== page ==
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Published: 13-09-2019

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‘The Silken Tent’: Praising Women in Traditional Poetry Format

All through “The Silken Tent,” Robert Frost employs an extended metaphor in comparing a lady to a delicate tent surrounded by nature. This device explores the thought of freedom possessed by a woman in 1940s America, but also confronts the restrictions and responsibilities of family members and society.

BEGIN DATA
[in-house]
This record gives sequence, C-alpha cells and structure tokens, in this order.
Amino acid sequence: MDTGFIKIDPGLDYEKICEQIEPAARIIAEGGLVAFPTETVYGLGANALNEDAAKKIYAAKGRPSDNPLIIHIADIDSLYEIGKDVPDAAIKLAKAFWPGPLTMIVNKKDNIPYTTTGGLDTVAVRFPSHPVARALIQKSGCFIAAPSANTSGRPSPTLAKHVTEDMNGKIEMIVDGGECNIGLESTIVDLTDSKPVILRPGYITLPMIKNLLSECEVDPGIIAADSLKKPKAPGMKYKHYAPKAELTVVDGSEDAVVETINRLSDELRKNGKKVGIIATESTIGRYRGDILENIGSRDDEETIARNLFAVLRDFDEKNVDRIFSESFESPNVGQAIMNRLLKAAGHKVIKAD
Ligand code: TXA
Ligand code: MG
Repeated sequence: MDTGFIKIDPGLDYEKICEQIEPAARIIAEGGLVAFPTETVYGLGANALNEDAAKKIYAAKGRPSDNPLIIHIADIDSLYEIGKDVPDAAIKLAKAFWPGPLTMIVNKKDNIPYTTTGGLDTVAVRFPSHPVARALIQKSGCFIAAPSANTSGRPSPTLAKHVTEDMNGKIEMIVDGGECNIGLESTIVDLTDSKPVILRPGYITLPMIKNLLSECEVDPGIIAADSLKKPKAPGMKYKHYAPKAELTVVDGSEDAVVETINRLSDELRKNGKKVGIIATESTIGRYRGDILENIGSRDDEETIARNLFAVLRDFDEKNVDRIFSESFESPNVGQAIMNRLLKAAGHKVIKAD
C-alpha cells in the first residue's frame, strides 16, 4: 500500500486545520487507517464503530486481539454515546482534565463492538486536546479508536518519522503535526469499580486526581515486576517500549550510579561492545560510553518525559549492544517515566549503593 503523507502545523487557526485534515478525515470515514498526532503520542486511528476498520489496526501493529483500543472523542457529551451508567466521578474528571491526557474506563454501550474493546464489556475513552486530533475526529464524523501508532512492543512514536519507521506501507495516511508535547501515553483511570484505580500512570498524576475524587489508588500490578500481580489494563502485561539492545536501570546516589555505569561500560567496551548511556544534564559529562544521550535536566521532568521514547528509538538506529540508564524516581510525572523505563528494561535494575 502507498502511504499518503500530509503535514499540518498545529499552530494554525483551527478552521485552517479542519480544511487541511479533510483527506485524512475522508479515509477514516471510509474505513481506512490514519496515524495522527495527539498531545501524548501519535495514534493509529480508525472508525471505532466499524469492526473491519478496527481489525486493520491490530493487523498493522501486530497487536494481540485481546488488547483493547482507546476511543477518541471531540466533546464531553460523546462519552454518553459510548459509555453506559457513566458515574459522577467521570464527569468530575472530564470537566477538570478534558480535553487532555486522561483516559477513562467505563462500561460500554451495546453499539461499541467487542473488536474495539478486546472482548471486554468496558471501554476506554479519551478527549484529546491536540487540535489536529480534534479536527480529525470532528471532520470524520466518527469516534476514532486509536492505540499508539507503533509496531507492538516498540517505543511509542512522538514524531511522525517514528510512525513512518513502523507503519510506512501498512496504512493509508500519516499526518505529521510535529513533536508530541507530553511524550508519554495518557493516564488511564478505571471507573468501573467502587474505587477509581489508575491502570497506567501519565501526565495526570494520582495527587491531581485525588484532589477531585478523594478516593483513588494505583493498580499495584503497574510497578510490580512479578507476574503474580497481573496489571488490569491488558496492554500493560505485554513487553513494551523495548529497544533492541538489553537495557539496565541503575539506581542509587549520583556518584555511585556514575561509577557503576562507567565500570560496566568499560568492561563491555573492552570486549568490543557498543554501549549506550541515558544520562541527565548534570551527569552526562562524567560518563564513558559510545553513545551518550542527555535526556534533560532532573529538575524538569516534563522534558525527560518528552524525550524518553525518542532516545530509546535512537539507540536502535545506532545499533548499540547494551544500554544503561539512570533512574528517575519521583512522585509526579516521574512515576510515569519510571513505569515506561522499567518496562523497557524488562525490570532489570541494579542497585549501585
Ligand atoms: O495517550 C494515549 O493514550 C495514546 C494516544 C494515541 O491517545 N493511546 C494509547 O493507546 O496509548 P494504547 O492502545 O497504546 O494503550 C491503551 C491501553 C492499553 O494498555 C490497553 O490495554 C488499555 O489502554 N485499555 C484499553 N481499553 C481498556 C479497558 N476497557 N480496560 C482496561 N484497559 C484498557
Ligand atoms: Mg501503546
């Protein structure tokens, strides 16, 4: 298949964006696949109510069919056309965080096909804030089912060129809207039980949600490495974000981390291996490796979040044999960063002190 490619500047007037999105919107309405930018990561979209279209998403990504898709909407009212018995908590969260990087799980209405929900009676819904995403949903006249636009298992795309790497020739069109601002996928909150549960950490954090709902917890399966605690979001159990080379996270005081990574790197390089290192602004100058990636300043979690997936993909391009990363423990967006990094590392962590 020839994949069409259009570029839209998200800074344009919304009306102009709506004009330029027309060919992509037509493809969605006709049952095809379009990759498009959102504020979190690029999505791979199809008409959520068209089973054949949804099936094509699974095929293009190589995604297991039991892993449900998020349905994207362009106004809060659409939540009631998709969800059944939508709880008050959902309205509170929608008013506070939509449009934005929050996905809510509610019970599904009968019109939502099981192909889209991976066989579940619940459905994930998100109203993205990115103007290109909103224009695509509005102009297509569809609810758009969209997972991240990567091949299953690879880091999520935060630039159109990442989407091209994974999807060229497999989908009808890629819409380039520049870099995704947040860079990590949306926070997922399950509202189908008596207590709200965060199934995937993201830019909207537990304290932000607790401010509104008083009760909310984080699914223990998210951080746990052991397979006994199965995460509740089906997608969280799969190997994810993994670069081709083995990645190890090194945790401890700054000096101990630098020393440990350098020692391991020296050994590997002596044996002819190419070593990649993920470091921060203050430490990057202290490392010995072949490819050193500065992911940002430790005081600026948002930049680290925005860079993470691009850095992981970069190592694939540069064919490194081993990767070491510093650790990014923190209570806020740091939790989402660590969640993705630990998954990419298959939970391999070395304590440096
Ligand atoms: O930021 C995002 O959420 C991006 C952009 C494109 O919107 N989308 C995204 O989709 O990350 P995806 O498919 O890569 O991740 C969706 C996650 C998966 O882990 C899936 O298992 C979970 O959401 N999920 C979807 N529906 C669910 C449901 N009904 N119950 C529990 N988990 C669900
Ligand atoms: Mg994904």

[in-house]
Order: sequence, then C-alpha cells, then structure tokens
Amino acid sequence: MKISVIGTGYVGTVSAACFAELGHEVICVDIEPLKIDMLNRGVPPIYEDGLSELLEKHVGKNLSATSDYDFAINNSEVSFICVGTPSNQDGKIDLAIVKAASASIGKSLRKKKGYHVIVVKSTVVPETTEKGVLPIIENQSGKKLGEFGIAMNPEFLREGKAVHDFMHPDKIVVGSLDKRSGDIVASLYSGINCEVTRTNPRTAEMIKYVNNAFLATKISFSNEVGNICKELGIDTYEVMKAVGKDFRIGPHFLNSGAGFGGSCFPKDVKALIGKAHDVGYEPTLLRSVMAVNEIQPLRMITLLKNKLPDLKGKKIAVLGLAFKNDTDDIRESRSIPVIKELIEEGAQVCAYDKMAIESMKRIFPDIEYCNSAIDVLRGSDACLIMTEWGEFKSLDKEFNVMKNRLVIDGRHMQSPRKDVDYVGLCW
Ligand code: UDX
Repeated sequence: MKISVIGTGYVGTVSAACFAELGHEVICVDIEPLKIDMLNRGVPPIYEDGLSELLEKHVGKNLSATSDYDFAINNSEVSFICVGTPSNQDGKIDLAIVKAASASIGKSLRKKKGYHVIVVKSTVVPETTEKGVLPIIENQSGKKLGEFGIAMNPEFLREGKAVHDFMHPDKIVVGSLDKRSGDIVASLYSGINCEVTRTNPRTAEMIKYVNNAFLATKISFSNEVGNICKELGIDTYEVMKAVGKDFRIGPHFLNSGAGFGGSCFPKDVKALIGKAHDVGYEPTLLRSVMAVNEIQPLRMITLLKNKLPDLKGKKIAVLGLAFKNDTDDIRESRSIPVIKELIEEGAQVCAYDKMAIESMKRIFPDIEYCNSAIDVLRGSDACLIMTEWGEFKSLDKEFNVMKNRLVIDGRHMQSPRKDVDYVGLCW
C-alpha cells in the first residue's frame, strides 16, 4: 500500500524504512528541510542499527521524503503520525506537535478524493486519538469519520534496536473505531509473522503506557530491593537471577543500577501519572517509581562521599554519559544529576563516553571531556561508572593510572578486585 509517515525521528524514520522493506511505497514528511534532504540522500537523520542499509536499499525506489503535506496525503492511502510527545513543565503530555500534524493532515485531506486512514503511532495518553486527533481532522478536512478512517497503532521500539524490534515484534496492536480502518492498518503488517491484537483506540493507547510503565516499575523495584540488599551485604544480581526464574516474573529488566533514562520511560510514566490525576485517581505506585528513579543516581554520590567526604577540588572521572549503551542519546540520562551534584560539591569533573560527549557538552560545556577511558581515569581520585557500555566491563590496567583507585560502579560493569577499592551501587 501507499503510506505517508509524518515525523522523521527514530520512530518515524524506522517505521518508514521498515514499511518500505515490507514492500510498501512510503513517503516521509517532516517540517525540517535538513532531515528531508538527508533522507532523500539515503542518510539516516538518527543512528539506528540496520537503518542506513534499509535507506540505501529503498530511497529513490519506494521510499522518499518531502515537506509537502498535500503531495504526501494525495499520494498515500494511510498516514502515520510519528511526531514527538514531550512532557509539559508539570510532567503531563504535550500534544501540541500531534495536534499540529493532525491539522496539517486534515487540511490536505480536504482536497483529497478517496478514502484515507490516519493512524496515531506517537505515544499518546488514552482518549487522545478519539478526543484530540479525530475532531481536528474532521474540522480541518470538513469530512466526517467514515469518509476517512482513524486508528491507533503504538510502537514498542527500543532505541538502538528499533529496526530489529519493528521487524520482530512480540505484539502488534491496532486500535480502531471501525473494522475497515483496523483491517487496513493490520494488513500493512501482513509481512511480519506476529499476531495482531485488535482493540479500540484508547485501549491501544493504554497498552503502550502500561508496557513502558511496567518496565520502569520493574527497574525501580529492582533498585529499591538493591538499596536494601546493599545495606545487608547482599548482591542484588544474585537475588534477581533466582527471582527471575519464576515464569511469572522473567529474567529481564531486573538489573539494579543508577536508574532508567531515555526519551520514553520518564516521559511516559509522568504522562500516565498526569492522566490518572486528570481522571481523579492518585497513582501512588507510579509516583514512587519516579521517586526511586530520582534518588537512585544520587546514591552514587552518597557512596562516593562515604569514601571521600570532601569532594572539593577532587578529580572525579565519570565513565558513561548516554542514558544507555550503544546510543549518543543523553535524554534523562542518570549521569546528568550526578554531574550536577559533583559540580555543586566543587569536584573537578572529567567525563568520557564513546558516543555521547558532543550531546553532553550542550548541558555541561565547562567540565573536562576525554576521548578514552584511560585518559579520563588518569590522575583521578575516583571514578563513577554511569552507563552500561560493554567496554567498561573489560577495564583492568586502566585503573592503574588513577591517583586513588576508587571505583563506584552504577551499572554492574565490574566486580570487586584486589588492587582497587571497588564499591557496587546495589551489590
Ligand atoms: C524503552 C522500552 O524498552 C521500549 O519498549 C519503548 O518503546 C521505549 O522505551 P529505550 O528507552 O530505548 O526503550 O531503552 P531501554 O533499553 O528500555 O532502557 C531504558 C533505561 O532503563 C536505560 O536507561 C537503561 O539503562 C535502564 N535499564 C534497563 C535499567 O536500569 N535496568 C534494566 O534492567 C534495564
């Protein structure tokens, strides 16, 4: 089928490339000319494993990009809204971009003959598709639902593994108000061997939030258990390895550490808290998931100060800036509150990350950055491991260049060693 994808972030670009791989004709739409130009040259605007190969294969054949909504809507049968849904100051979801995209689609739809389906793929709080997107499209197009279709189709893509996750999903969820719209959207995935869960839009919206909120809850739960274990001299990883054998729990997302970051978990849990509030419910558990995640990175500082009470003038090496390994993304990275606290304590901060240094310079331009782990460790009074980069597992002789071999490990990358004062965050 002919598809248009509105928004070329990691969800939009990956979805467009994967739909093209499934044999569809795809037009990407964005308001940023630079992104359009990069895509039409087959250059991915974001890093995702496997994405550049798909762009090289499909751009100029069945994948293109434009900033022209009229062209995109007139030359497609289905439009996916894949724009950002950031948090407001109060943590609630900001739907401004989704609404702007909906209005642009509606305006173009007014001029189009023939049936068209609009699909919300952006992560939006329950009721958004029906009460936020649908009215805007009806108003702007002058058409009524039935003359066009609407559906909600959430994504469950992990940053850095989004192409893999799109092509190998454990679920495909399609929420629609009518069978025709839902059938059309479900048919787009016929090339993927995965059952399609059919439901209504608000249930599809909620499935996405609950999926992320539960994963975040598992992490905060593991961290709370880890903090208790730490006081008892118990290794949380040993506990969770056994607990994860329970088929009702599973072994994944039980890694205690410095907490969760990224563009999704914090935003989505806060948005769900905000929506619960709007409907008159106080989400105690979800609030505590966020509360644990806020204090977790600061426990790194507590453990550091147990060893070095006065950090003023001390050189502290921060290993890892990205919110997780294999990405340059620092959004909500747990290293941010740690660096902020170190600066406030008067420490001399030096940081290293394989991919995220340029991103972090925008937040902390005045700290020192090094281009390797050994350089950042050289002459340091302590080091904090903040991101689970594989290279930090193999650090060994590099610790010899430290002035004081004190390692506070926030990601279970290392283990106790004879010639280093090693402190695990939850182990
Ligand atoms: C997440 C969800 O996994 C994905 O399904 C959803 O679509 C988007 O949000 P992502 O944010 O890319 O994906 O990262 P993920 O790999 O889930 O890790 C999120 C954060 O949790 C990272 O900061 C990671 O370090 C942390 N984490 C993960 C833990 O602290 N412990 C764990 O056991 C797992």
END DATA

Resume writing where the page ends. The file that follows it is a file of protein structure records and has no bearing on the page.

Frost explores the importance of setting, focusing on scenes of nature to evoke connotations of an ethereal and light atmosphere surrounding the tent: ‘She is as in a field a silken tent At midday when a sunny summer season breeze…’[1] The ‘silken tent’ suggests softness and sensuality, which are juxtaposed against the very mundane surroundings: ‘a field’, presenting a mixture of practicality and openness. The time of day is also significant: ‘Midday’, a time when the sun would be highest in the sky. Naturally, this time-frame bestows a warm and comforting feeling on not only the character but the reader also. In addition, the alliteration of ‘sunny summer’ accentuates a song-like rhythm that contributes to the light atmosphere, a mood continued in ‘sureness of the soul’. The theme of location brings forward a further message as to the position of girls in society: ‘And its supporting central cedar pole, That is its pinnacle to heavenward’[2] The suggestion of a ‘pinnacle to heavenward’ presents the concept that a woman has an ethereal, almost angel-like status the entirety of Frost’s description focuses on positive elements of females, possibly displaying the idealistic image society has. Also, such descriptions can additional suggest that although a woman could not necessarily be reaching to God, females are expected to seek guidance from an authoritative figure, probably a father or husband. Frost’s use of all-natural imagery continues: ‘central cedar pole’ to recommend that this woman is robust-willed or in a far more literal sense could assistance the branches of society as a tree trunk would support its boughs.